“It’s impossible to sleep here today,” Dion notes in mild annoyance, and Saira turns to see him rubbing his eyes with two fingers of one hand, as if the light was somehow too bright for him. He squints at Alma and Somrak, covered in glitter. “And then again, maybe I’m still dreaming…”
Both gods smile at him, Somrak with a soft, quiet chuckle and Alma, her back now turned to the fire god, with a mixture of amusement and tender gladness at seeing Dion that would probably have left Somrak in a much darker humor, were he able to see it.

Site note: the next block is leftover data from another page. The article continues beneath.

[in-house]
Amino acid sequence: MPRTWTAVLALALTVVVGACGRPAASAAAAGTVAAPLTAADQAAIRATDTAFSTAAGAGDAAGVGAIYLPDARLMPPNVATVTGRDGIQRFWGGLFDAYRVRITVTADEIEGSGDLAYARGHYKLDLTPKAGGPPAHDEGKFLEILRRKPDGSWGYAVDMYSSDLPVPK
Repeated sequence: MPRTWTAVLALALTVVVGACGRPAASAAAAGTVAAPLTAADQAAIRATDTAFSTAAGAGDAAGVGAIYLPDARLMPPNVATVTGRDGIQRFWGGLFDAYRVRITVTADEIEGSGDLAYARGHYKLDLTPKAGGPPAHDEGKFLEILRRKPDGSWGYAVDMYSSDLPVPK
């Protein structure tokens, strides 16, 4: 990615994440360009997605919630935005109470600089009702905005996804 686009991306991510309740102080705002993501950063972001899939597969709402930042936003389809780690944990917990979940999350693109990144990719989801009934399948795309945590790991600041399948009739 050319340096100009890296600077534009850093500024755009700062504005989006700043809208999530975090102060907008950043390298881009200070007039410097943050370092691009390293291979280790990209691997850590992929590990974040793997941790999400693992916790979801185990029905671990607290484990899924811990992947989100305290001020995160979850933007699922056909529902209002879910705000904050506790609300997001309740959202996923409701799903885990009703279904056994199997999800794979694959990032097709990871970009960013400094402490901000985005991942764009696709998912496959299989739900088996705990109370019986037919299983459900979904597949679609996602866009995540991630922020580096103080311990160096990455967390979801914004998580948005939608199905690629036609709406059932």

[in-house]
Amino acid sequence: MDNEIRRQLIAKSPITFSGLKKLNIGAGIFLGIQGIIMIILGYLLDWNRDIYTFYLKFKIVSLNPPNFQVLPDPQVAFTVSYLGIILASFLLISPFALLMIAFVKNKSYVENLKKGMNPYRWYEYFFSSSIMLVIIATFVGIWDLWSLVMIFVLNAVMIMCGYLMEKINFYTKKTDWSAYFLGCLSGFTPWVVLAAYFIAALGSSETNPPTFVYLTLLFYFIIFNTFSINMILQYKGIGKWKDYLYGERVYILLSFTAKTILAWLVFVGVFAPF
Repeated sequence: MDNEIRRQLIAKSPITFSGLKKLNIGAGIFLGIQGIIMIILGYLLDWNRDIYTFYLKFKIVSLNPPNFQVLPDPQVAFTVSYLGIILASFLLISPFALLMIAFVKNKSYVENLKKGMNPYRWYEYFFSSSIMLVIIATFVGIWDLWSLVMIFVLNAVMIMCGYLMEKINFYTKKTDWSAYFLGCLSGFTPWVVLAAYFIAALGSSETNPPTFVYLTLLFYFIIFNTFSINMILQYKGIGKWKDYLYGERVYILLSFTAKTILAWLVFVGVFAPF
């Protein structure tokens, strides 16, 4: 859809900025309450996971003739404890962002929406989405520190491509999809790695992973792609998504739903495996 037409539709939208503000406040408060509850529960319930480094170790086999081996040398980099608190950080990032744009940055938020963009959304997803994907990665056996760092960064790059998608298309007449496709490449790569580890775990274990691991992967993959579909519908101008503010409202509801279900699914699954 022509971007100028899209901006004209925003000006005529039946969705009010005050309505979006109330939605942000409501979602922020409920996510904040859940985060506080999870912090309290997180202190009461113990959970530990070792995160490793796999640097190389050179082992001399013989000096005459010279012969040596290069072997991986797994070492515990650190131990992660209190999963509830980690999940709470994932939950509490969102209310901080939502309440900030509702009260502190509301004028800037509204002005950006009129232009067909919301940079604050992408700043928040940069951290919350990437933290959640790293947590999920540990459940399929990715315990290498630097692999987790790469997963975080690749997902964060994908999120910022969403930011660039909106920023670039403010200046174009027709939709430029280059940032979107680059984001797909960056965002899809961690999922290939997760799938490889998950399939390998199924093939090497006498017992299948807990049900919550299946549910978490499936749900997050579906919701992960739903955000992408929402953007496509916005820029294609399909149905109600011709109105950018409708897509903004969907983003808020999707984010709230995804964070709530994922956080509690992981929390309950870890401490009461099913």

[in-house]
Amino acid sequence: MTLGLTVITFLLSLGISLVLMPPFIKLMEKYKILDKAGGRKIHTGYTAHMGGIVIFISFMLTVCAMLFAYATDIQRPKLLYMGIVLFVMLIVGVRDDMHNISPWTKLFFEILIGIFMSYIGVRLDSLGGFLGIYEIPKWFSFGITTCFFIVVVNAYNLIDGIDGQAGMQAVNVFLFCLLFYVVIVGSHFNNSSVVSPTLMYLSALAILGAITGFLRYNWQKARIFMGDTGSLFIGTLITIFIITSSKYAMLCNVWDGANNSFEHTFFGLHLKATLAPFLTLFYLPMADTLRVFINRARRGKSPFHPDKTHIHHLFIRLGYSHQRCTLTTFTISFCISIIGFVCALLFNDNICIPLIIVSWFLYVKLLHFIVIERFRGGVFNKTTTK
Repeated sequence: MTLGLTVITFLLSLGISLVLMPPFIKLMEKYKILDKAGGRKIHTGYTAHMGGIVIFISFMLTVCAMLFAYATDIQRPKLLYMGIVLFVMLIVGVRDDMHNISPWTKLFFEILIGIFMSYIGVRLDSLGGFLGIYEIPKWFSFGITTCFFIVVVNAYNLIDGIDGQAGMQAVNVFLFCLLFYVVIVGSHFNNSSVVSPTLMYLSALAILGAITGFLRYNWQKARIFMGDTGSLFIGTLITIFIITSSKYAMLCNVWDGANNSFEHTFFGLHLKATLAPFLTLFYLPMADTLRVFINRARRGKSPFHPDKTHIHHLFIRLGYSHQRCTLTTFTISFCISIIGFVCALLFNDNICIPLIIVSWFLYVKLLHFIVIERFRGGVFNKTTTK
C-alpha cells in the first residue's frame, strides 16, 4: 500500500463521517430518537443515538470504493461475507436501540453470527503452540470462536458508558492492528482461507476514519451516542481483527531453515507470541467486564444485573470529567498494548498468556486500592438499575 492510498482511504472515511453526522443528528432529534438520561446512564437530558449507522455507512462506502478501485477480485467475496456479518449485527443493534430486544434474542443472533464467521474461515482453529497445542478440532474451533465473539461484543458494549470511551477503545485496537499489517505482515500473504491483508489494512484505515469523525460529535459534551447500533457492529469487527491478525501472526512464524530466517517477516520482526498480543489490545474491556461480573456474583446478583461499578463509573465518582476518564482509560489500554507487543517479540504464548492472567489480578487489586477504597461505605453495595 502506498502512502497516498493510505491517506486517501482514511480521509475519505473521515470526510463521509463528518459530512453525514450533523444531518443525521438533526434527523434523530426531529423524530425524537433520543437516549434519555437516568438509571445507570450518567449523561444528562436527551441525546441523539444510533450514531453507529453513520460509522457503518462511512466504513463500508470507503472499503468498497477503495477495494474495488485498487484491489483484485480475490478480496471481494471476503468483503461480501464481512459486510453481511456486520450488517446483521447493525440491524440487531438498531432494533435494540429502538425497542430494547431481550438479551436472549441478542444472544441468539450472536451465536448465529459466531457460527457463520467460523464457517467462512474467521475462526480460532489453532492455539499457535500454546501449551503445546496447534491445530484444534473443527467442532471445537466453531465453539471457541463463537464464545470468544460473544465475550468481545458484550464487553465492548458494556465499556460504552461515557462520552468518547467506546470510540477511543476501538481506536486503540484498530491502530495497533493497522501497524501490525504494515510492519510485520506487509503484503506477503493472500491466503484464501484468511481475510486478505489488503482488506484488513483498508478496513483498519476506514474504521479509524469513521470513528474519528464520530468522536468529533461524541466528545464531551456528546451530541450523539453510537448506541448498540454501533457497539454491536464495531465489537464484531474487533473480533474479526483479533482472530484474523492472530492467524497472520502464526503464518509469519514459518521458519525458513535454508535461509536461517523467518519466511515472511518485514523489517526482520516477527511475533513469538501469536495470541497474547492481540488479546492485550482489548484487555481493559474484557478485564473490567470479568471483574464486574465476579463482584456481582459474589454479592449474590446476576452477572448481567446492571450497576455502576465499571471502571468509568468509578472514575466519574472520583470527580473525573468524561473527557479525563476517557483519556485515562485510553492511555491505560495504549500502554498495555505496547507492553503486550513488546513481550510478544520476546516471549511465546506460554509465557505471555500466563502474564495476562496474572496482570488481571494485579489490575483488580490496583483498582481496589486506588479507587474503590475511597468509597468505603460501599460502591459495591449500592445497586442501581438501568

Saira catches Alma’s hand subtly touching Somrak’s, grazing the fingers with which he holds the bottle of gold glitter to tease them into releasing it. Her eyes always on Dion, smile levelling into a grin that should be featured in encyclopedias right beside the word naughty, the goddess walks toward the bar. “Oh, we were just decorating for the upcoming holidays.”
“Is that…glitter on your hair?” Dion asks in the same tones with which a deer would turn to a wolf and ask, What is your family doing here?
“Yes,” Alma replies, now standing right in front of him, glitter already flowing into her palm. “Yes, it is.”
Dion’s eyes widen in too-slow realization. “Oh no – oh no, you don’t!”